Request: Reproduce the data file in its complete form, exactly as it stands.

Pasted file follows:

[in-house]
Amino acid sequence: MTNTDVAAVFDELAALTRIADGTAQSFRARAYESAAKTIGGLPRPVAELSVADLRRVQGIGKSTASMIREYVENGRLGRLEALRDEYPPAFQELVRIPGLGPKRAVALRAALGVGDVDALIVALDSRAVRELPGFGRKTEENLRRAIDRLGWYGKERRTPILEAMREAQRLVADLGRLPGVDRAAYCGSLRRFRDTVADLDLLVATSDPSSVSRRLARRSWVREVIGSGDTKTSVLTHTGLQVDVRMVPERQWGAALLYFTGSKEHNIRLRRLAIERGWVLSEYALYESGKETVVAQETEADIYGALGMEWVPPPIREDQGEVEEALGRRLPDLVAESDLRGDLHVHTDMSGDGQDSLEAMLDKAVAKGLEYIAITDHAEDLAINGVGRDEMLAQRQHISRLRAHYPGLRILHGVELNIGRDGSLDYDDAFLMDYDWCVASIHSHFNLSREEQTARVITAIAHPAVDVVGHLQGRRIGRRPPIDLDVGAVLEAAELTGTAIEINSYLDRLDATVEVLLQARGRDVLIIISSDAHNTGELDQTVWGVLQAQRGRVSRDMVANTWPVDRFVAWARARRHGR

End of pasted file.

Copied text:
[in-house]
Amino acid sequence: MTNTDVAAVFDELAALTRIADGTAQSFRARAYESAAKTIGGLPRPVAELSVADLRRVQGIGKSTASMIREYVENGRLGRLEALRDEYPPAFQELVRIPGLGPKRAVALRAALGVGDVDALIVALDSRAVRELPGFGRKTEENLRRAIDRLGWYGKERRTPILEAMREAQRLVADLGRLPGVDRAAYCGSLRRFRDTVADLDLLVATSDPSSVSRRLARRSWVREVIGSGDTKTSVLTHTGLQVDVRMVPERQWGAALLYFTGSKEHNIRLRRLAIERGWVLSEYALYESGKETVVAQETEADIYGALGMEWVPPPIREDQGEVEEALGRRLPDLVAESDLRGDLHVHTDMSGDGQDSLEAMLDKAVAKGLEYIAITDHAEDLAINGVGRDEMLAQRQHISRLRAHYPGLRILHGVELNIGRDGSLDYDDAFLMDYDWCVASIHSHFNLSREEQTARVITAIAHPAVDVVGHLQGRRIGRRPPIDLDVGAVLEAAELTGTAIEINSYLDRLDATVEVLLQARGRDVLIIISSDAHNTGELDQTVWGVLQAQRGRVSRDMVANTWPVDRFVAWARARRHGR